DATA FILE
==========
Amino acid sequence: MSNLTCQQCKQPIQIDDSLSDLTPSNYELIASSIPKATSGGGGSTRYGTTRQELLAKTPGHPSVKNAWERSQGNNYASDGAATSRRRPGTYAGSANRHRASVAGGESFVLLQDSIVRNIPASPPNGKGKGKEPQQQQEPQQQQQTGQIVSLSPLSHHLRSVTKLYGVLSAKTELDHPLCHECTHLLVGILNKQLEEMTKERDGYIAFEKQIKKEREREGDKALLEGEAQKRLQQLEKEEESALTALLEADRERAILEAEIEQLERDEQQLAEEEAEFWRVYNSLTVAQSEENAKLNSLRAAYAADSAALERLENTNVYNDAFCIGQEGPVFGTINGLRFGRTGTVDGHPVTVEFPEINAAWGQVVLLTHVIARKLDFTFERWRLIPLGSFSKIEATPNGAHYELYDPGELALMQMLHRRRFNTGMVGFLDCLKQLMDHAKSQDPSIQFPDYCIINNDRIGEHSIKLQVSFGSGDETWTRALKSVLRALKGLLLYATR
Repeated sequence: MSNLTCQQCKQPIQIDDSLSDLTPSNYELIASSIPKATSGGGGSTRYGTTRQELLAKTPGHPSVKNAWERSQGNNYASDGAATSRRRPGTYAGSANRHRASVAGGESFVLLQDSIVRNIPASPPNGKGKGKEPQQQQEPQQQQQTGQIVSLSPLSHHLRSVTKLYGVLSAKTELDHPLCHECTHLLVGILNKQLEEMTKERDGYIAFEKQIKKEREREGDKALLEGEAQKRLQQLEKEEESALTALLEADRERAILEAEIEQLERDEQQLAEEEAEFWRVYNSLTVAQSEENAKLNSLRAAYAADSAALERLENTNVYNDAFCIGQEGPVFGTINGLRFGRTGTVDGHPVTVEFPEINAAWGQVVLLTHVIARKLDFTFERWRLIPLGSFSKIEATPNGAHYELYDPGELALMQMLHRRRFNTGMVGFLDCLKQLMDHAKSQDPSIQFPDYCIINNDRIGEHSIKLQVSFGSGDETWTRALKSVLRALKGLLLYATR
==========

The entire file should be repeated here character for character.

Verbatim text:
Amino acid sequence: MSNLTCQQCKQPIQIDDSLSDLTPSNYELIASSIPKATSGGGGSTRYGTTRQELLAKTPGHPSVKNAWERSQGNNYASDGAATSRRRPGTYAGSANRHRASVAGGESFVLLQDSIVRNIPASPPNGKGKGKEPQQQQEPQQQQQTGQIVSLSPLSHHLRSVTKLYGVLSAKTELDHPLCHECTHLLVGILNKQLEEMTKERDGYIAFEKQIKKEREREGDKALLEGEAQKRLQQLEKEEESALTALLEADRERAILEAEIEQLERDEQQLAEEEAEFWRVYNSLTVAQSEENAKLNSLRAAYAADSAALERLENTNVYNDAFCIGQEGPVFGTINGLRFGRTGTVDGHPVTVEFPEINAAWGQVVLLTHVIARKLDFTFERWRLIPLGSFSKIEATPNGAHYELYDPGELALMQMLHRRRFNTGMVGFLDCLKQLMDHAKSQDPSIQFPDYCIINNDRIGEHSIKLQVSFGSGDETWTRALKSVLRALKGLLLYATR
Repeated sequence: MSNLTCQQCKQPIQIDDSLSDLTPSNYELIASSIPKATSGGGGSTRYGTTRQELLAKTPGHPSVKNAWERSQGNNYASDGAATSRRRPGTYAGSANRHRASVAGGESFVLLQDSIVRNIPASPPNGKGKGKEPQQQQEPQQQQQTGQIVSLSPLSHHLRSVTKLYGVLSAKTELDHPLCHECTHLLVGILNKQLEEMTKERDGYIAFEKQIKKEREREGDKALLEGEAQKRLQQLEKEEESALTALLEADRERAILEAEIEQLERDEQQLAEEEAEFWRVYNSLTVAQSEENAKLNSLRAAYAADSAALERLENTNVYNDAFCIGQEGPVFGTINGLRFGRTGTVDGHPVTVEFPEINAAWGQVVLLTHVIARKLDFTFERWRLIPLGSFSKIEATPNGAHYELYDPGELALMQMLHRRRFNTGMVGFLDCLKQLMDHAKSQDPSIQFPDYCIINNDRIGEHSIKLQVSFGSGDETWTRALKSVLRALKGLLLYATR